One Woman’s Journey Brings Physical Geocaches to National Parks

Abby Wolfe (hydnsek) on left and Park Ranger Cindy Bjorklund on right

Geocacher Abby Wolfe (pictured on the left) wears many proverbial “hats.”  The avid hiker is the President of the Washington State Geocaching Association (WSGA) and chairs its Park Advocacy Committee. Her username is hydnsek.

Abby is also one of the few to make physical geocaches in national parks in the United States a reality.

Here’s her story, in her own words. See what you might learn about bringing physical geocaches to a national park near you.

LATITUDE 47: Tell us the big geocaching news about the North Cascades National Park, what happened and how did you make it happen?

ABBY: The first two physical caches were recently published in North Cascades National Park Service Complex (NCNPSC) – Cascade Pass Trailhead and Gorge Dam Overlook. This may be the first western national park to permit physical caches – a great win for geocachers!

I first contacted North Cascades three years ago to get permission for an EarthCache. They were receptive, and their interpretive specialist suggested the location for a second EarthCache. I met with them, and built a relationship from there—becoming a park volunteer (VIP) and their geocaching liaison, and educating them about geocaching and the potential benefits of physical caches. It helped that the superintendent was already enthusiastic about “questing” activities (as he calls them) because he’d taken his kids letterboxing, and they had already permitted a letterbox.

Near Cascade Pass Trailhead geocache

LATITUDE 47: What lessons have you learned about working with the National Park Service that other geocachers should know?

ABBY: Many cachers believe the NPS bans geocaching, which isn’t entirely true. The current NPS geocaching guidance document (PDF file) leaves it to the discretion of individual park superintendents. Many NPS personnel aren’t familiar with it, so you may have to educate them about the guidance doc as well as geocaching.

You’re more likely to have success with lesser-known parks that are looking for ways to raise their profile and increase attendance (and funding). For example, Mount Rainier is hugely popular and has no incentive to permit physical caches (although we’ve turned a key ranger into an avid geocacher). North Cascades is a different story; they receive only 19,000 visitors each year (!), so promoting geocaching as a popular activity and educational tool that could help attract new visitors was a strong selling point.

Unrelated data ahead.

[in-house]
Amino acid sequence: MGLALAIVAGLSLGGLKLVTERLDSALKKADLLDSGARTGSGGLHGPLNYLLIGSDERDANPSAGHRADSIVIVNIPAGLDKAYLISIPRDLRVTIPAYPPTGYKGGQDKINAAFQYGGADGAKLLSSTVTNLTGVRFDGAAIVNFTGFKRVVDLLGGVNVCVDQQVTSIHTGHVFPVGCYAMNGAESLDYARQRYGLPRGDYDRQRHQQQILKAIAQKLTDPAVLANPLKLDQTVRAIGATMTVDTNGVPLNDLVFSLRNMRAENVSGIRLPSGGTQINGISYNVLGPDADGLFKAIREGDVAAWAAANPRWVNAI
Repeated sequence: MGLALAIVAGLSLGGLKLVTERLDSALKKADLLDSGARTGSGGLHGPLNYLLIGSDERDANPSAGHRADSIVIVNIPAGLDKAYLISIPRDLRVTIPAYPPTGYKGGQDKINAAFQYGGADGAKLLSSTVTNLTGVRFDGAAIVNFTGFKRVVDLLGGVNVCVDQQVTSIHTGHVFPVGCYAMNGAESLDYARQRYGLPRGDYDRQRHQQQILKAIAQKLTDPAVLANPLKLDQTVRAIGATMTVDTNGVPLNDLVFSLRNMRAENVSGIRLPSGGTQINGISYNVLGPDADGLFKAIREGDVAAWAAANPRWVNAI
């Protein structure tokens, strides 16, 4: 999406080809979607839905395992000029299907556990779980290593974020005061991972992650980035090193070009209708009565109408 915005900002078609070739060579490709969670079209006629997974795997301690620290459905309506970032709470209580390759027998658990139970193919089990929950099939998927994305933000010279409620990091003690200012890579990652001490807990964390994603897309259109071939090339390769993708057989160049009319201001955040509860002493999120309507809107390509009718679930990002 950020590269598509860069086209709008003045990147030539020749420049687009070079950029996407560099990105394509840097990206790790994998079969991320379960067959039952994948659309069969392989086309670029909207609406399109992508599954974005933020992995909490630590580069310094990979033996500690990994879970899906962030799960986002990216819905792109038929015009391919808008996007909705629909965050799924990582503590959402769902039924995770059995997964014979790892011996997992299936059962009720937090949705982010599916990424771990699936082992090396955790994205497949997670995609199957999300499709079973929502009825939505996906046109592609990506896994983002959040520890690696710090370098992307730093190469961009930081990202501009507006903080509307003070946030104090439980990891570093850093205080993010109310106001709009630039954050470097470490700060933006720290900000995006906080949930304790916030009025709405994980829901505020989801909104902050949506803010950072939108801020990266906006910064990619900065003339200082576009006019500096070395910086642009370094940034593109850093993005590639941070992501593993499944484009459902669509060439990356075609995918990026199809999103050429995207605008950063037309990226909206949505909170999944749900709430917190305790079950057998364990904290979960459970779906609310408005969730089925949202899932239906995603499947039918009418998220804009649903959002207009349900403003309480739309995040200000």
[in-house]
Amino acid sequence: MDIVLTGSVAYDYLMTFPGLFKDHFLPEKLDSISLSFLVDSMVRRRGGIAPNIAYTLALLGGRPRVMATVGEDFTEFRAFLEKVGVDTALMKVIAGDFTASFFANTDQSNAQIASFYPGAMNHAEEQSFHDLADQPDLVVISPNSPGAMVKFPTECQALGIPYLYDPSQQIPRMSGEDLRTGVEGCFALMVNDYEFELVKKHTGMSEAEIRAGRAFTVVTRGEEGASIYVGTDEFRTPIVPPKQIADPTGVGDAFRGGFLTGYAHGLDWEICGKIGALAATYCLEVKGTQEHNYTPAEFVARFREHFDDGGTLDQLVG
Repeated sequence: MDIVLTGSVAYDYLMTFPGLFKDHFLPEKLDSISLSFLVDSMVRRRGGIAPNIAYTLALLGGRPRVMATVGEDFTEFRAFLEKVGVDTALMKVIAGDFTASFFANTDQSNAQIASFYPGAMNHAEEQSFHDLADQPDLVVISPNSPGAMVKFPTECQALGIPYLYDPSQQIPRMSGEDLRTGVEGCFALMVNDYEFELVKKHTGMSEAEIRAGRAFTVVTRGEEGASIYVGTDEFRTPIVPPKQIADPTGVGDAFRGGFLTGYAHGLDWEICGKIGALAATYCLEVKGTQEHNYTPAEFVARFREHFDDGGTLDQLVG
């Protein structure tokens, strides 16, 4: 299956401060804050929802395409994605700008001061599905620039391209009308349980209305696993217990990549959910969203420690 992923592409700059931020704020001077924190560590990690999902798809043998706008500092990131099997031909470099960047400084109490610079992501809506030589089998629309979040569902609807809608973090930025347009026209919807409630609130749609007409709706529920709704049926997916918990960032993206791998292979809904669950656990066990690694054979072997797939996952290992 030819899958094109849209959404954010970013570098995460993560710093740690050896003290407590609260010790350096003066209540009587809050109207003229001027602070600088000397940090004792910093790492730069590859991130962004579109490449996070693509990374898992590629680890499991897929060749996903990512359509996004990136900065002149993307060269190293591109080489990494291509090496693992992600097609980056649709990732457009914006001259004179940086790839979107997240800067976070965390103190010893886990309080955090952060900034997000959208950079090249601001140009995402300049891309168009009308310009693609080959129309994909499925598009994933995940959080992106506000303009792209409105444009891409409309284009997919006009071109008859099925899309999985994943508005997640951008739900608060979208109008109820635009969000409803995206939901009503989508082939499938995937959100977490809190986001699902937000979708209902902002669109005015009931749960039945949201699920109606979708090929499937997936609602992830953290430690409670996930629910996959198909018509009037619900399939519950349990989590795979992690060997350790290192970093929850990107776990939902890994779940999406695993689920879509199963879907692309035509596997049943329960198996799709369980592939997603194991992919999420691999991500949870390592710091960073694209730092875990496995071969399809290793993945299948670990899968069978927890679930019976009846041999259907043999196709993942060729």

LATITUDE 47: Why do you think geocaching belongs in national parks?

ABBY: Many of our greatest natural wonders are in the National Parks. Geocaching provides a fun and educational way to explore them, especially for families, since kids are more engaged by the “treasure hunt” than by scenery and signs. EarthCaches are great, but they’re limited to geological features and are less appealing to some cachers and kids. Physical caches can showcase scenery, flora and fauna, and human history.

Near Gorge Dam Overlook geocache

LATITUDE 47: How do geocachers (seekers and those seeking to hide caches) continue a healthy relationship with the national parks?

ABBY: I think the best way is to show that we understand their goals and concerns, and that we respect the environment (think CITO!) and park policies. Becoming a park volunteer is a great way to foster this; it’s helped WSGA win over several parks. If you can get park personnel to view geocaching as a positive recreational activity that supports their mission without adding to their workload, it will be easier for them to support geocaching.

Building these trusting relationships is the goal of WSGA’s Park Liaison Program, which pairs a geocacher with a park system to self-manage geocaching activities. North Cascades was one of our first participants, and we currently have 10 park systems in the program.

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